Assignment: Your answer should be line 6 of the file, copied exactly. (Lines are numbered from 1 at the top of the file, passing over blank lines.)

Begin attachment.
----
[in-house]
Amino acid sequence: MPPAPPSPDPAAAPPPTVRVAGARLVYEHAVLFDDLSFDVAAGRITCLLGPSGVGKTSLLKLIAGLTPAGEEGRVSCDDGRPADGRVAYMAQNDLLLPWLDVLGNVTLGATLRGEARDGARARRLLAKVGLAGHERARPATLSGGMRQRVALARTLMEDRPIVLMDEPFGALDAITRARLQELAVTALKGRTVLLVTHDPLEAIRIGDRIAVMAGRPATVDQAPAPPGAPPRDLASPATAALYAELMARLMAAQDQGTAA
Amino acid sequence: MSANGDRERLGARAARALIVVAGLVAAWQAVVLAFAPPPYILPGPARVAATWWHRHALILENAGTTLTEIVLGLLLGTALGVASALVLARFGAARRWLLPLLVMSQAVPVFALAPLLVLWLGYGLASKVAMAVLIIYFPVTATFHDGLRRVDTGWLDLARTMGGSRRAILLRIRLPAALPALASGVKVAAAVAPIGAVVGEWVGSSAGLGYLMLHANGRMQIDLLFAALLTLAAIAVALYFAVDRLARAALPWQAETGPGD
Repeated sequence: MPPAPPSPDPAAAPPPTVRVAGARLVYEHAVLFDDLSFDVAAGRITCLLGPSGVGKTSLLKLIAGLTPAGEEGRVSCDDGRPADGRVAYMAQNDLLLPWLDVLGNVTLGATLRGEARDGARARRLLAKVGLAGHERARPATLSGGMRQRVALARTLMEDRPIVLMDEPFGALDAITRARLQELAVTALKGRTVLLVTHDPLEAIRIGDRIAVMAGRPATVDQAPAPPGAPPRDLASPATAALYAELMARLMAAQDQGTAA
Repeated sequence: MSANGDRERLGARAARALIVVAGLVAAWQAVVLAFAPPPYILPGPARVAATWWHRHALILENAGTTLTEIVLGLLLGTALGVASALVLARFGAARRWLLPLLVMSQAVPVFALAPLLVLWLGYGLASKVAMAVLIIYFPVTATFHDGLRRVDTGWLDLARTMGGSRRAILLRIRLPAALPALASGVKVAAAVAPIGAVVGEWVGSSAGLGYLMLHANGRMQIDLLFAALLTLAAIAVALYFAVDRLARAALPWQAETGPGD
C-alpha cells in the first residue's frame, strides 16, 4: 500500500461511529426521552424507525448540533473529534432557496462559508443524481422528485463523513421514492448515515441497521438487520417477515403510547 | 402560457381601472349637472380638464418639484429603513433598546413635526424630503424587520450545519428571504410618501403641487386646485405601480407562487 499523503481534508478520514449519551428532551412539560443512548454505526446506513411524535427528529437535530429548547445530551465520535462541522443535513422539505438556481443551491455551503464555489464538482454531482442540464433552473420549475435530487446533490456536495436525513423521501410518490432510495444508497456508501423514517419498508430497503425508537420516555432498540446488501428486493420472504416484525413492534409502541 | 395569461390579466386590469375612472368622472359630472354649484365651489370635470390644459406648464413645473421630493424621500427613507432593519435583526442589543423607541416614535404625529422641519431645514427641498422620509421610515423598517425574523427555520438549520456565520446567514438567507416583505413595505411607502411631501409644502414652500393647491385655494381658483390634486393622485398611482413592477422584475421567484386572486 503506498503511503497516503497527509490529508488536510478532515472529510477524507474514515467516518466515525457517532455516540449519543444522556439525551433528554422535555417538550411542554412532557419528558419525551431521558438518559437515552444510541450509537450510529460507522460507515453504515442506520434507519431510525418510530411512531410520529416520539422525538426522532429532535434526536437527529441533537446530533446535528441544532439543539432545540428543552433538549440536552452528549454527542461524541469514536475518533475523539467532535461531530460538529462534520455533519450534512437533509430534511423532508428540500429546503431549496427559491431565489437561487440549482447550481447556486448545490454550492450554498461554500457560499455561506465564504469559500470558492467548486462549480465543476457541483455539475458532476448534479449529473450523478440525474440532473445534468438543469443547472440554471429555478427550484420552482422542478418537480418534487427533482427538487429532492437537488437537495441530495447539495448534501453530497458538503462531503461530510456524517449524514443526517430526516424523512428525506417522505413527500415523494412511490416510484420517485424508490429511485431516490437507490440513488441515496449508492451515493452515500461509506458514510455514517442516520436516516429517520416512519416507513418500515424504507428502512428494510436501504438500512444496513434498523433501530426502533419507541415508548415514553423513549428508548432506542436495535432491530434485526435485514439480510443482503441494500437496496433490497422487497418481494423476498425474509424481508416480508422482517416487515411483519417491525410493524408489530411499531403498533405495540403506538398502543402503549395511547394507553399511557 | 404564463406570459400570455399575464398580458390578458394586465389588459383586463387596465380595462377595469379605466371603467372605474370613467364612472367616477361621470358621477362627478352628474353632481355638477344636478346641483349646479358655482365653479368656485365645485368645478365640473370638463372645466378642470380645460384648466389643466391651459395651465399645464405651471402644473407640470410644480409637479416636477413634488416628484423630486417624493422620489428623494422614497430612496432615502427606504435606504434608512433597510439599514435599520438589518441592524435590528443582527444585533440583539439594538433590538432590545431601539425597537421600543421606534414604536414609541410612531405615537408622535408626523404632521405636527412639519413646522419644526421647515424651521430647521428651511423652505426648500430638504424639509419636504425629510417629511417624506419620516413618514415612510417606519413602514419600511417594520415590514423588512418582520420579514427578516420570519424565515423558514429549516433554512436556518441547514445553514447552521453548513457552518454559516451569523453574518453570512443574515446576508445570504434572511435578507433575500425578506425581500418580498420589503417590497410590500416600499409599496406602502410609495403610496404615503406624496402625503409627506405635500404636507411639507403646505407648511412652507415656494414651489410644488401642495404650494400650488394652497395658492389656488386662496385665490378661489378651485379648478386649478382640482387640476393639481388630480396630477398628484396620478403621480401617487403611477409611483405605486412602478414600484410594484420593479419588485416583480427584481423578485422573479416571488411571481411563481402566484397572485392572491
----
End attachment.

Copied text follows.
C-alpha cells in the first residue's frame, strides 16, 4: 500500500461511529426521552424507525448540533473529534432557496462559508443524481422528485463523513421514492448515515441497521438487520417477515403510547 | 402560457381601472349637472380638464418639484429603513433598546413635526424630503424587520450545519428571504410618501403641487386646485405601480407562487 499523503481534508478520514449519551428532551412539560443512548454505526446506513411524535427528529437535530429548547445530551465520535462541522443535513422539505438556481443551491455551503464555489464538482454531482442540464433552473420549475435530487446533490456536495436525513423521501410518490432510495444508497456508501423514517419498508430497503425508537420516555432498540446488501428486493420472504416484525413492534409502541 | 395569461390579466386590469375612472368622472359630472354649484365651489370635470390644459406648464413645473421630493424621500427613507432593519435583526442589543423607541416614535404625529422641519431645514427641498422620509421610515423598517425574523427555520438549520456565520446567514438567507416583505413595505411607502411631501409644502414652500393647491385655494381658483390634486393622485398611482413592477422584475421567484386572486 503506498503511503497516503497527509490529508488536510478532515472529510477524507474514515467516518466515525457517532455516540449519543444522556439525551433528554422535555417538550411542554412532557419528558419525551431521558438518559437515552444510541450509537450510529460507522460507515453504515442506520434507519431510525418510530411512531410520529416520539422525538426522532429532535434526536437527529441533537446530533446535528441544532439543539432545540428543552433538549440536552452528549454527542461524541469514536475518533475523539467532535461531530460538529462534520455533519450534512437533509430534511423532508428540500429546503431549496427559491431565489437561487440549482447550481447556486448545490454550492450554498461554500457560499455561506465564504469559500470558492467548486462549480465543476457541483455539475458532476448534479449529473450523478440525474440532473445534468438543469443547472440554471429555478427550484420552482422542478418537480418534487427533482427538487429532492437537488437537495441530495447539495448534501453530497458538503462531503461530510456524517449524514443526517430526516424523512428525506417522505413527500415523494412511490416510484420517485424508490429511485431516490437507490440513488441515496449508492451515493452515500461509506458514510455514517442516520436516516429517520416512519416507513418500515424504507428502512428494510436501504438500512444496513434498523433501530426502533419507541415508548415514553423513549428508548432506542436495535432491530434485526435485514439480510443482503441494500437496496433490497422487497418481494423476498425474509424481508416480508422482517416487515411483519417491525410493524408489530411499531403498533405495540403506538398502543402503549395511547394507553399511557 | 404564463406570459400570455399575464398580458390578458394586465389588459383586463387596465380595462377595469379605466371603467372605474370613467364612472367616477361621470358621477362627478352628474353632481355638477344636478346641483349646479358655482365653479368656485365645485368645478365640473370638463372645466378642470380645460384648466389643466391651459395651465399645464405651471402644473407640470410644480409637479416636477413634488416628484423630486417624493422620489428623494422614497430612496432615502427606504435606504434608512433597510439599514435599520438589518441592524435590528443582527444585533440583539439594538433590538432590545431601539425597537421600543421606534414604536414609541410612531405615537408622535408626523404632521405636527412639519413646522419644526421647515424651521430647521428651511423652505426648500430638504424639509419636504425629510417629511417624506419620516413618514415612510417606519413602514419600511417594520415590514423588512418582520420579514427578516420570519424565515423558514429549516433554512436556518441547514445553514447552521453548513457552518454559516451569523453574518453570512443574515446576508445570504434572511435578507433575500425578506425581500418580498420589503417590497410590500416600499409599496406602502410609495403610496404615503406624496402625503409627506405635500404636507411639507403646505407648511412652507415656494414651489410644488401642495404650494400650488394652497395658492389656488386662496385665490378661489378651485379648478386649478382640482387640476393639481388630480396630477398628484396620478403621480401617487403611477409611483405605486412602478414600484410594484420593479419588485416583480427584481423578485422573479416571488411571481411563481402566484397572485392572491